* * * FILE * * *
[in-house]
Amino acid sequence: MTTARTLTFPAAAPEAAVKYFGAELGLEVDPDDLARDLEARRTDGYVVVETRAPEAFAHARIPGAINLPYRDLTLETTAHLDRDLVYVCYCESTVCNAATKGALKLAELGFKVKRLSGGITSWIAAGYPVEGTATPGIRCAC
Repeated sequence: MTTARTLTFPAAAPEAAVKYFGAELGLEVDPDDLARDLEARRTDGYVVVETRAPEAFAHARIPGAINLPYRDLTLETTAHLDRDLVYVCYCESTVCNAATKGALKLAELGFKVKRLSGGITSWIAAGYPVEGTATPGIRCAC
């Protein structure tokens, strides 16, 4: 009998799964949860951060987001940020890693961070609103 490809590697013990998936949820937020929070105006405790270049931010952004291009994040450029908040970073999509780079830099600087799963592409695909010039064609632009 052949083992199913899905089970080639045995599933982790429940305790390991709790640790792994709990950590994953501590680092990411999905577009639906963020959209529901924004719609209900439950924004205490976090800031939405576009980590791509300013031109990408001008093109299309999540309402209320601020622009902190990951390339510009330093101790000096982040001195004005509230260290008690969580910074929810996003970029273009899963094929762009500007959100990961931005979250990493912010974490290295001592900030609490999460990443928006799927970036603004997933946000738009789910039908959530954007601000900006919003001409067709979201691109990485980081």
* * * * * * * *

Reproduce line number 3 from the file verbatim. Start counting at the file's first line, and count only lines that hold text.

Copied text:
Repeated sequence: MTTARTLTFPAAAPEAAVKYFGAELGLEVDPDDLARDLEARRTDGYVVVETRAPEAFAHARIPGAINLPYRDLTLETTAHLDRDLVYVCYCESTVCNAATKGALKLAELGFKVKRLSGGITSWIAAGYPVEGTATPGIRCAC